08 June 2005 11:34 [Source: ICIS news]
PRAGUE (CNI)--The tendering process for five bioethanol plants to be built in the Czech Republic at a cost of Koruna2bn ($81.3m/Euro66.3m) is caught up in controversy amid claims that the interests of a sole equipment supplier are being unlawfully promoted, CNI learned Wednesday.
Companies which lost out in the tender’s first round claim that those bidders who pledge to buy technology from America’s Katzen International will be preferred for the contracts to be awarded by the Czech Ministry of the Environment (MZP).
The claim is backed by Katzen's rival suppliers, including Lurgi Praha, a Prague-based subsidiary of ?xml:namespace>
Moravsky Lihovar Kojetin, a Czech company which was rejected in the first round, had intended to use the Lurgi Praha technology. Wehnert said Lihovar Kojetin was now looking at ways to challenge the legitimacy of the tender. After consulting lawyers, Wehnert added, he had supplied the company with information about what he saw as controversial elements of the tender.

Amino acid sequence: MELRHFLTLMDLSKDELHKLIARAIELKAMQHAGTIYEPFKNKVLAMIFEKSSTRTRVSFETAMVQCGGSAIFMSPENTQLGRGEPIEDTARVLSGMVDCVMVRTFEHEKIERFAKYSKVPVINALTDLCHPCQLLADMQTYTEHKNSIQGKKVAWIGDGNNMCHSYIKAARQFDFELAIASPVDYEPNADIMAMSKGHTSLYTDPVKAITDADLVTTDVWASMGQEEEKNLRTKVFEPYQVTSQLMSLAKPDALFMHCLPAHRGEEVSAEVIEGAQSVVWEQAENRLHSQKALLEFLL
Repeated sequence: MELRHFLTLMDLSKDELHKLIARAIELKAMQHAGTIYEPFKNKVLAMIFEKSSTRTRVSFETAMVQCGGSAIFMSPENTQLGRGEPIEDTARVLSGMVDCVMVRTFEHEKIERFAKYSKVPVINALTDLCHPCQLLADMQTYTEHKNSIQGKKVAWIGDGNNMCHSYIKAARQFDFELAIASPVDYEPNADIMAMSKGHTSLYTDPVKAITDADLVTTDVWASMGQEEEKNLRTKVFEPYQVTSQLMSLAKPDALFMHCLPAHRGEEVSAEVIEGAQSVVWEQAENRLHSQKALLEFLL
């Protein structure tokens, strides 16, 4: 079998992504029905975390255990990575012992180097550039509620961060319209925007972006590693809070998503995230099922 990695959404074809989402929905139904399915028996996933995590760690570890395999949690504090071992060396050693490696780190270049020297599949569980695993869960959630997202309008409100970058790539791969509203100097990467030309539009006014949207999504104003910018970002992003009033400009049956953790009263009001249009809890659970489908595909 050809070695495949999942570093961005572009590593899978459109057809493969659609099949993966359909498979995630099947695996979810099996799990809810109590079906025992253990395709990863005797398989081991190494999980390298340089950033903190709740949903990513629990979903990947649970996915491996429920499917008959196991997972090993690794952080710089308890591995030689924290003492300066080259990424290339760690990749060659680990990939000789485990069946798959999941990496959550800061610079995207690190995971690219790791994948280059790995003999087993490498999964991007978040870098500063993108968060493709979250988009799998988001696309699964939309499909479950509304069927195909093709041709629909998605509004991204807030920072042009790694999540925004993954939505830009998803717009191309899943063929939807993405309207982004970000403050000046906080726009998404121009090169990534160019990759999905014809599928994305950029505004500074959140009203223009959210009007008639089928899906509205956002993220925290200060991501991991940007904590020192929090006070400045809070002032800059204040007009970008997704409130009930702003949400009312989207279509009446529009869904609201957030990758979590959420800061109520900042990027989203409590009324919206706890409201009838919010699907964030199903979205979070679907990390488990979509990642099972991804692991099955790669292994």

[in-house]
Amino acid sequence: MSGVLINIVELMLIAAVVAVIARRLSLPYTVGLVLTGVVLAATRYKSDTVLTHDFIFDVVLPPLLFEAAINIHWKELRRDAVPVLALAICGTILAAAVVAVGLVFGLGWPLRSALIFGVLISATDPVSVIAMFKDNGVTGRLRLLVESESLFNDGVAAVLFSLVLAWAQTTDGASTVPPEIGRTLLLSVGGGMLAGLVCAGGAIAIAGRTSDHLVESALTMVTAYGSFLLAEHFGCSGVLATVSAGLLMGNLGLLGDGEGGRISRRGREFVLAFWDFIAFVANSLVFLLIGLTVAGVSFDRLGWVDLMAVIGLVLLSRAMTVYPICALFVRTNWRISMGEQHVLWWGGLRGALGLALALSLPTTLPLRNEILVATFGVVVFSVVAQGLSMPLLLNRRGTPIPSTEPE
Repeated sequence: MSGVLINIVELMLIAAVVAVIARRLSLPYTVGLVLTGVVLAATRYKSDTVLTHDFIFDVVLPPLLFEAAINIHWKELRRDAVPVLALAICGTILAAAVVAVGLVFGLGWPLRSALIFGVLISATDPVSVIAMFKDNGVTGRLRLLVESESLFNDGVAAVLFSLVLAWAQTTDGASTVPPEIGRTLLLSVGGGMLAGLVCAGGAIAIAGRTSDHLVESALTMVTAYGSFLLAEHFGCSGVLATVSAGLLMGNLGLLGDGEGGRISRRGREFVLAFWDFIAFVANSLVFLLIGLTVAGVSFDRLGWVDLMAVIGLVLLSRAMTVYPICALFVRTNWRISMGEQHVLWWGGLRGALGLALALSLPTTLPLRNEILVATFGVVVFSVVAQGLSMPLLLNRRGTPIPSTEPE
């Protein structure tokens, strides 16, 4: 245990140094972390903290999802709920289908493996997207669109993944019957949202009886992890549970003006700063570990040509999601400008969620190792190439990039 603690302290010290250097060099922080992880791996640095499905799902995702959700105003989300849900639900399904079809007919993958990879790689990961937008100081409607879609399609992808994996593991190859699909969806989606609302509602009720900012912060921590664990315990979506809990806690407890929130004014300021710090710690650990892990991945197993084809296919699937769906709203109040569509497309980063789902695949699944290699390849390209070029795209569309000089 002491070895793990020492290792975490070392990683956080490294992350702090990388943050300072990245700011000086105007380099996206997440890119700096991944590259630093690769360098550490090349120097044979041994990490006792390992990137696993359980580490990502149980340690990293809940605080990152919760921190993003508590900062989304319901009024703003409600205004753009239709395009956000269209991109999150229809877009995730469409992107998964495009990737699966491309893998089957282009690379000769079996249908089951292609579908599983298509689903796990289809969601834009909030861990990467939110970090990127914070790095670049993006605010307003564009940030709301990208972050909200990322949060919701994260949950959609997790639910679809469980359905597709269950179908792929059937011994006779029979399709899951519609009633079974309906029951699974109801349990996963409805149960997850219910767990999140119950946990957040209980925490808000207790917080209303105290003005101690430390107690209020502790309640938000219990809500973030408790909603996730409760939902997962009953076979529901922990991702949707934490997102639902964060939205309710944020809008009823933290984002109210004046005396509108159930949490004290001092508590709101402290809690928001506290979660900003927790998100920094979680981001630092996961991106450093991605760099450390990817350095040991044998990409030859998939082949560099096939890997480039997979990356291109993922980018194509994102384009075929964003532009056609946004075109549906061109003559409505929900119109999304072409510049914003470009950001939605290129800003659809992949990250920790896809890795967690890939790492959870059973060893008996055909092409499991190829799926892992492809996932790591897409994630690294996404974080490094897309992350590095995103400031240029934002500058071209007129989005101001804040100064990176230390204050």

Oldrich Reinbergr, chairman of another of the excluded bidders, Cukrovary TTD, told CNI: “Cukrovary TTD will, with the support of French parent company Tereos, make use of all available legal means, on national and European level, to do anything to have this unfair and illegal tender annulled.”
He added: “Preference is clearly being given to Katzen brand technology, as it solely fits the set requirements. This is contrary to official rules and regulations on equal opportunities for enterprising entities and contrary to the conditions for fair competition.”
Reinbergr said the tender had also ruled out technology from
Katzen intends to supply its technology for the plants through Omnipol, one of the largest Czech exporters and importers of military and aircraft technology, which is increasingly moving into civilian sectors.
Cukrovary TTD has asked the MZP to scrutinise relationships between Omnipol executives and MZP representatives for answers as to why key tender parameters were tailored to Katzen know-how.
Neither Katzen nor Omnipol responded to CNI's requests for comment.
MZP spokeswoman Karolina Sulova said Minister for the Environment Libor Ambrozek was investigating the complaints, but added that the tender was continuing as scheduled.
She said MZP atmosphere department officials believed two other technologies were viable for the requested plants besides Katzen’s. However, she added, confidentiality requirements meant she was unable to provide any details as to what they were.
The plants will help meet European Union (EU) targets for admixing bioethanol into petrol. The plant licences are to run from 2007 to 2012. Each tender winner should produce a fifth of approximately 160,000 tonne/year of bioethanol which the
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